01/07/2012 13:03 BST | Updated 29/08/2012 06:12 BST

The East End is Alive and Well

Boetzelaer|Nispen gallery, a fairly recent addition to the East London gallery scene has a great show 'Arkhe Travel' on right now, but be quick as it closes this week.

In the same tucked away courtyard as our gallery, PayneShurvell, it shows that despite a recent Guardian article on the 'death' of the East End (yawn), the gallery scene is thriving here. But you need to put a bit of effort in to see beyond Time Out's listings. Within a stone's throw from us there are so many exciting galleries that haven't moved to Fitzrovia, including Red, Rivington Place, La Scatola, amongst others .

Dutch couple Marnix van Boetzelaer and Linda van Nispen opened their gallery in October 2011 and immediately struck me as one to watch. Their shows have been consistently ambitious, curatorially succinct, fresh and daring. I spoke to Marnix recently about their gallery.


Marnix van Boetzelaer and Linda van Nispen

First off, can you sum up your current show in 140 characters or less?

It's called Arkhe Travel and it's all about systems and archives. Works in the show refer to their underlying systems or create new ones.

You are both young (they are in their mid-20s) and this is your first gallery. Why did you open Boetzelaer|Nispen?

For us it was a simple choice. Either start our careers in the art world starting at the bottom in a high end company or start at the very bottom with our own company and work our way up from there. The learning experience has already proved it was a good (although rather reckless) decision. Also it provides us with a great opportunity to help develop the careers of talented young artists.


Arkhe Travel

What are your roles within the gallery?

Linda is the businesswoman and I am more involved in the art. Although we try to keep things quite mixed so we both know our own business as much as possible.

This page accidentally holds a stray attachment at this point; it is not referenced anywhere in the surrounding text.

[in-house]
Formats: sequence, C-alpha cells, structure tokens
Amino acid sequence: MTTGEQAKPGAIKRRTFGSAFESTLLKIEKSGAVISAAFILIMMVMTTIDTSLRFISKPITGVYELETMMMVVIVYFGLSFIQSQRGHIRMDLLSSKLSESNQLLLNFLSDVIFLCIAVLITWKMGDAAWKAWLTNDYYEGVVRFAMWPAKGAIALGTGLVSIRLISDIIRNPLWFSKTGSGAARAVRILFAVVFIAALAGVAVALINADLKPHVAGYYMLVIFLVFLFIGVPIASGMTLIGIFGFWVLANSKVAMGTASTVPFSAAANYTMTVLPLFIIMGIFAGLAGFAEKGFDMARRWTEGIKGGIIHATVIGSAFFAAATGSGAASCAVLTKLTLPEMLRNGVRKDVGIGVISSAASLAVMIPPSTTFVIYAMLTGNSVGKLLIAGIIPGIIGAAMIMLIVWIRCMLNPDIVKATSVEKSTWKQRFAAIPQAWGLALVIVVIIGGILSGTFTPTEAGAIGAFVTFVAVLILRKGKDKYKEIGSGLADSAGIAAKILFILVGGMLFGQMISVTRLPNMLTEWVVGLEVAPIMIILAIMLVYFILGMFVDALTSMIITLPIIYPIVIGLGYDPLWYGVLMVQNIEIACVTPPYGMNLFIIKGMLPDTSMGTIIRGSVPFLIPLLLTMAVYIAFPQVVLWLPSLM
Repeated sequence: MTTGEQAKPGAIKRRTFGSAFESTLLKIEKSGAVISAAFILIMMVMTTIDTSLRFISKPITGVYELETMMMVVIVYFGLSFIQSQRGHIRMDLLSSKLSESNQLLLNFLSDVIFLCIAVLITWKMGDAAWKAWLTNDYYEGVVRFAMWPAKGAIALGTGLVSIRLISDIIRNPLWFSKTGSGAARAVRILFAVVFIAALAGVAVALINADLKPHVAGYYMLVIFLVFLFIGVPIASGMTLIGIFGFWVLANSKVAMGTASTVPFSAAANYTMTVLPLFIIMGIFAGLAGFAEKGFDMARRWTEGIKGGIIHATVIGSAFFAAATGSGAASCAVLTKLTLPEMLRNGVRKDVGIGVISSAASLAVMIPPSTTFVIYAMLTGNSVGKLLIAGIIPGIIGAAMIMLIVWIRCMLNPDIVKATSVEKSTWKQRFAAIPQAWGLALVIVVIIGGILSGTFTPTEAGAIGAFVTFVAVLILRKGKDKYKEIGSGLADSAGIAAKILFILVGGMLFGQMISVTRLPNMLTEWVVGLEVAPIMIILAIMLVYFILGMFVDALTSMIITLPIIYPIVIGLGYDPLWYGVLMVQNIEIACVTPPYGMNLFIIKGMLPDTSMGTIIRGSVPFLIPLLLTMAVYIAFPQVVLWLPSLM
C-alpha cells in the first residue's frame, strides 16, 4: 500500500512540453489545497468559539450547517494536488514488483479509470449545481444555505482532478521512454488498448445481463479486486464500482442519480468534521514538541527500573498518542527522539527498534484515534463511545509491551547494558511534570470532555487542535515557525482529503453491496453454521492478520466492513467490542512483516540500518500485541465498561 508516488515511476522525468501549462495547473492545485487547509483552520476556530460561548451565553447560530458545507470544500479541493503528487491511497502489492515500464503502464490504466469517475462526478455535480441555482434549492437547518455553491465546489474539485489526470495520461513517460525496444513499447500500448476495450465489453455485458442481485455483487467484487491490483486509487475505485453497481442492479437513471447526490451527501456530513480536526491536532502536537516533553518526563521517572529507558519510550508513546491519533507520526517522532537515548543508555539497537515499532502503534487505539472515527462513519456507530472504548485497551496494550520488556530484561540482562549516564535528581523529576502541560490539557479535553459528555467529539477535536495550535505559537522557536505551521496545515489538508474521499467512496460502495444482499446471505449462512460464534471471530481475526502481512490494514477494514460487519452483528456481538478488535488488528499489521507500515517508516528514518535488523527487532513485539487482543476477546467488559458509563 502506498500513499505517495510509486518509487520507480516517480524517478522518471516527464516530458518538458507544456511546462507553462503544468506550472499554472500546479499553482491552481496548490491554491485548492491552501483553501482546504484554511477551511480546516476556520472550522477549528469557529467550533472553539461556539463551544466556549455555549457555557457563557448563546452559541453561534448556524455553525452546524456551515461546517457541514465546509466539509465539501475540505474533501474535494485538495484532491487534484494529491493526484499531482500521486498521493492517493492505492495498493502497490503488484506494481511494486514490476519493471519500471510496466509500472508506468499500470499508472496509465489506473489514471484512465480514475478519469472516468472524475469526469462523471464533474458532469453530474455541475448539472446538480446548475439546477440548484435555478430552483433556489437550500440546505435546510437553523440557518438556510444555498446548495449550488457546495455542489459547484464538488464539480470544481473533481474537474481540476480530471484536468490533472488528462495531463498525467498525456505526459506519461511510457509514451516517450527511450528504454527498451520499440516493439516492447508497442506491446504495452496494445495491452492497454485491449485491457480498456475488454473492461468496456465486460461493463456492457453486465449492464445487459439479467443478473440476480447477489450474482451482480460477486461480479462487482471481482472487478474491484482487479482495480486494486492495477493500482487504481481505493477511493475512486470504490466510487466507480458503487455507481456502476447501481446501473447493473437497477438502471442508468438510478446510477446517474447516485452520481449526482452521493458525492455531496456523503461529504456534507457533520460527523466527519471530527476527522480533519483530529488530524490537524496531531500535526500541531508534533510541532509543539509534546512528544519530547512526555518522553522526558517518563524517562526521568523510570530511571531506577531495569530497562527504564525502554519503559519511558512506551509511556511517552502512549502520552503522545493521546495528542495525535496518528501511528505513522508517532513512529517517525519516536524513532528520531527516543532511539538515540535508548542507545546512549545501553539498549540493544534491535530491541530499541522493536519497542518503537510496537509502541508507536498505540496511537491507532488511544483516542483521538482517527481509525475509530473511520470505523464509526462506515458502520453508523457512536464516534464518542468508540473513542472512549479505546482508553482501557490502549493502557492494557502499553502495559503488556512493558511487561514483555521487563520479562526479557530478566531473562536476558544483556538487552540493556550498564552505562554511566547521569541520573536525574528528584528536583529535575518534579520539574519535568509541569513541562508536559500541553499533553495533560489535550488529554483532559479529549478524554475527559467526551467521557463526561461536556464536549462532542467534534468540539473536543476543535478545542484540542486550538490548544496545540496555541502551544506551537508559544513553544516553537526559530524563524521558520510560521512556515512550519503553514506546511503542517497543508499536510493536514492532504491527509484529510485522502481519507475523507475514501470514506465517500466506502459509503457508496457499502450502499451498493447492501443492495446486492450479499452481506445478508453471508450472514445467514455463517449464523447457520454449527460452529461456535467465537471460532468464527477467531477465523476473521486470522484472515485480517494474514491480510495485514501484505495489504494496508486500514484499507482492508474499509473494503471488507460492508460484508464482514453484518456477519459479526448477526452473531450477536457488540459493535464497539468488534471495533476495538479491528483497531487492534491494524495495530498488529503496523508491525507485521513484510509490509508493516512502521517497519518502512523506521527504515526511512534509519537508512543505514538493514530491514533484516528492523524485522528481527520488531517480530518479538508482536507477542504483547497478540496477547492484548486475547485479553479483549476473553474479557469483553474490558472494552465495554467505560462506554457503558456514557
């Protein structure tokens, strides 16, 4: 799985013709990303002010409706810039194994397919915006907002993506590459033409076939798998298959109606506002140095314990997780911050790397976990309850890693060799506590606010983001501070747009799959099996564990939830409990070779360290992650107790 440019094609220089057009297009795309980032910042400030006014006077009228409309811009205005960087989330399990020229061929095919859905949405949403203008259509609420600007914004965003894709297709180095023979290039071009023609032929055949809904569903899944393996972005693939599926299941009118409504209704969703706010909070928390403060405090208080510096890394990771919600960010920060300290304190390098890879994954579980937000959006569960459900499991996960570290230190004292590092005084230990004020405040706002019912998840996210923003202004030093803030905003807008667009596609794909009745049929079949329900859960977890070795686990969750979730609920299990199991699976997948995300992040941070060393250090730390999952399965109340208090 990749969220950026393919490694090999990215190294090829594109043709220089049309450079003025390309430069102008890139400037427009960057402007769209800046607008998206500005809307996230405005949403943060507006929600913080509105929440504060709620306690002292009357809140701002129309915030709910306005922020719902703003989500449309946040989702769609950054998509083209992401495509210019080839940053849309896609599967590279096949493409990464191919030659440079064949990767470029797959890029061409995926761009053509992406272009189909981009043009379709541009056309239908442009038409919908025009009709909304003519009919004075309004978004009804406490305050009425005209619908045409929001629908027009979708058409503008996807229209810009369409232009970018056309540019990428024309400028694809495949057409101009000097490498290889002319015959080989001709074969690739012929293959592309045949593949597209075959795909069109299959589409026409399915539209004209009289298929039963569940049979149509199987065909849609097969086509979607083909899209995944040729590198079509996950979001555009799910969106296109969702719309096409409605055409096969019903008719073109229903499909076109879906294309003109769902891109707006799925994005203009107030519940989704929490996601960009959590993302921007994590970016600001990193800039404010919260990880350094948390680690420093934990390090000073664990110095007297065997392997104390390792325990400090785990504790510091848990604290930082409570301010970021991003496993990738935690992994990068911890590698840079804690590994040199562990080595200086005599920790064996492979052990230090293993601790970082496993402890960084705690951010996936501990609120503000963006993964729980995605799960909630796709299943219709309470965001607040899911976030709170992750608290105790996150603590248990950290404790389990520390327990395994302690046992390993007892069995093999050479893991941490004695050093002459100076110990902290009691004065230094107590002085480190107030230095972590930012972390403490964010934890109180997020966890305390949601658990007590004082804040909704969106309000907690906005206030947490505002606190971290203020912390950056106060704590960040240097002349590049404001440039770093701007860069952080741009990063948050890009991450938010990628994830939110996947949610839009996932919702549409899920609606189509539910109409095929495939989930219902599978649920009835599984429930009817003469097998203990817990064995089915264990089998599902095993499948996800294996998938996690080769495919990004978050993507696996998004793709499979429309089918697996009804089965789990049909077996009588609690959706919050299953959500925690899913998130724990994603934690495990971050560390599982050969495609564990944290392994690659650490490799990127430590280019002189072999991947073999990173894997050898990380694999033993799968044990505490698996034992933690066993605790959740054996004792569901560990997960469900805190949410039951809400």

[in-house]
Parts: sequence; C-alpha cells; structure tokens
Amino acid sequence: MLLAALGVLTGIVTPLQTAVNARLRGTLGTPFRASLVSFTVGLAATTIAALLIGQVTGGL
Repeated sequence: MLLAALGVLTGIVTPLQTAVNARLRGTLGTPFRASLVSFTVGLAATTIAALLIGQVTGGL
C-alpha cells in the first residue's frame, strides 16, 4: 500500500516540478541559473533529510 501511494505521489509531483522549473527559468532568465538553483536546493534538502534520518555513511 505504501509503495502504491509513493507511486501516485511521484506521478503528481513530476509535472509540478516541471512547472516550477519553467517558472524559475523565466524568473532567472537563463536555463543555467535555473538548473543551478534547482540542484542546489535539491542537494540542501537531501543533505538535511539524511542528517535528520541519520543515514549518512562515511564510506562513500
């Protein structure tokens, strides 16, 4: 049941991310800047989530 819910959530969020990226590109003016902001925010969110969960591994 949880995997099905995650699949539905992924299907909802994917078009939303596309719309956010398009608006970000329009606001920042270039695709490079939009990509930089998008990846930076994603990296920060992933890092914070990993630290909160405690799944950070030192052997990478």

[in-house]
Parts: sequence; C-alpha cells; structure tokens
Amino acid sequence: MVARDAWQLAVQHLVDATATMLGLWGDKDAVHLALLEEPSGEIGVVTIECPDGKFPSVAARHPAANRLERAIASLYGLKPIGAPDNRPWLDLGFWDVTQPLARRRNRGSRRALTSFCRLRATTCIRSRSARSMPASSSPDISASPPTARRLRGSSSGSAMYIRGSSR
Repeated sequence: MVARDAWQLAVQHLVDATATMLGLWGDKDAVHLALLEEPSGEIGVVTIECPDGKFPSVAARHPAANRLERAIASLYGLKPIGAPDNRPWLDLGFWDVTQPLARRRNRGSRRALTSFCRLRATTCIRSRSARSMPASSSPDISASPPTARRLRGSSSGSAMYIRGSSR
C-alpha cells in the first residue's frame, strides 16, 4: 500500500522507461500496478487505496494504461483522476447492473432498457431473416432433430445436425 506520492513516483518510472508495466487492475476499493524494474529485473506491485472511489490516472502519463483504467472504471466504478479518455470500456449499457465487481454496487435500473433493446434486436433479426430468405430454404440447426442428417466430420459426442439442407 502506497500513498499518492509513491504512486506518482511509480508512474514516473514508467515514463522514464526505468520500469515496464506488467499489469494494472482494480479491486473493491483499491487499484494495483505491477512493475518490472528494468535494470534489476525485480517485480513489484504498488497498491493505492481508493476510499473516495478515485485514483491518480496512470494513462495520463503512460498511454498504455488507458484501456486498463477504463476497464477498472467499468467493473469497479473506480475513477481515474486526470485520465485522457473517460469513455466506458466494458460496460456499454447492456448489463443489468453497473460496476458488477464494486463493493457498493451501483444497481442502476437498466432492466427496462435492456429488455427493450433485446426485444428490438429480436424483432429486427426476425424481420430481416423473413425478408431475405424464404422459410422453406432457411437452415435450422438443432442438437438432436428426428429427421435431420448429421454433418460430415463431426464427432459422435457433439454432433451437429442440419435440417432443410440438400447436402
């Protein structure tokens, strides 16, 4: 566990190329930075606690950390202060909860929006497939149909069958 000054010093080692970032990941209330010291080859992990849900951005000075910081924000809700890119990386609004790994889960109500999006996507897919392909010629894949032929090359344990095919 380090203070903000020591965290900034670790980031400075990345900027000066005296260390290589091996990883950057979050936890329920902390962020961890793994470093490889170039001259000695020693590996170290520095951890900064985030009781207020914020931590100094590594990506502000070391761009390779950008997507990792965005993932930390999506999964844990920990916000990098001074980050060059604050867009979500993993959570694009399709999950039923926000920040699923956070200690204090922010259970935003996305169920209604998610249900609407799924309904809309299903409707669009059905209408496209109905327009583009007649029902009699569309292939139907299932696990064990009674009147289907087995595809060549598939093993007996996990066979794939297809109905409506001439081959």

What galleries are you influenced by?

I think a good motto when running a gallery is 'Why Not?' I think the best gallery in the world at this moment is Hauser & Wirth. They give their artist so much space for ambitious projects, there is a lot of 'Why Not' going on over there!

Why did you choose Shoreditch?

The West End is too expensive, which would have meant we would have had to compromise on the quality of our programme. The South East (Peckham) felt a bit too far away. We talked about this with a lot of people and the general consensus was that the East End was still the place to be.

How do you see the Art Market at your entry level?

Challenging. Although London's art market turns over billions each year, surprisingly little of that money is being spent on emerging artists. It's like everyone is buying 500 pound bottles of Bordeaux although you could also buy them for 20 pounds and let them age for 20 years. It shows that many collectors lack the vision or confidence to really invest in young artists (or the time to do thorough research). Although saying that, there are some great people out there supporting our programme and artists, so business wise thing are going in the right direction!

How do you choose your artists?

That's a hard one! I think it's a combination between gut feeling, taste and planning. Although coincidence is a big factor as well. Some artists have been introduced to me and I liked them as people before I liked their work. Although we do not want to limit ourselves to a narrow programme we somehow tend show artists that involve photography in their work.


Tina Melzer at Arkhe Travel

How do you see the difference between the Dutch scene and the UK scene?

You could see the Dutch scene as a sort of miniature version of the UK one. There are some internationally operating galleries and quite a few local galleries. There is (or was) good government funding and Amsterdam is a place where people from all over the world have their art education. Institutions as the Rijksakademie and De Ateliers are internationally very competitive. All of these factors are present in London as well, albeit on a larger scale.

Favourite Dutch gallery and favourite UK gallery?

Dutch emerging: Janine Hofland

Dutch established: Grimm Gallery

UK emerging: Limoncello

UK Established: Hauser&Wirth

How do you see yourselves in 5 years time?

A second space in Amsterdam maybe?

In the short time you've been in business what do you feel you've learned?

A lot! Running this gallery is the first full time job for both of us. Mostly we learned how to run a business and to be tough negotiators.

Would you do anything different?

If I would start the gallery with the experience I have today I would do everything different. But looking back, what we did brought us here, so not really. We've often been called refreshing, that probably has a lot to do with a lack of knowledge of the London art world, causing us to make choices others wouldn't have made. We weren't calculative, we just did what felt right, and it worked!

This excellent show is open at Boetzelaer|Nispen until July 7.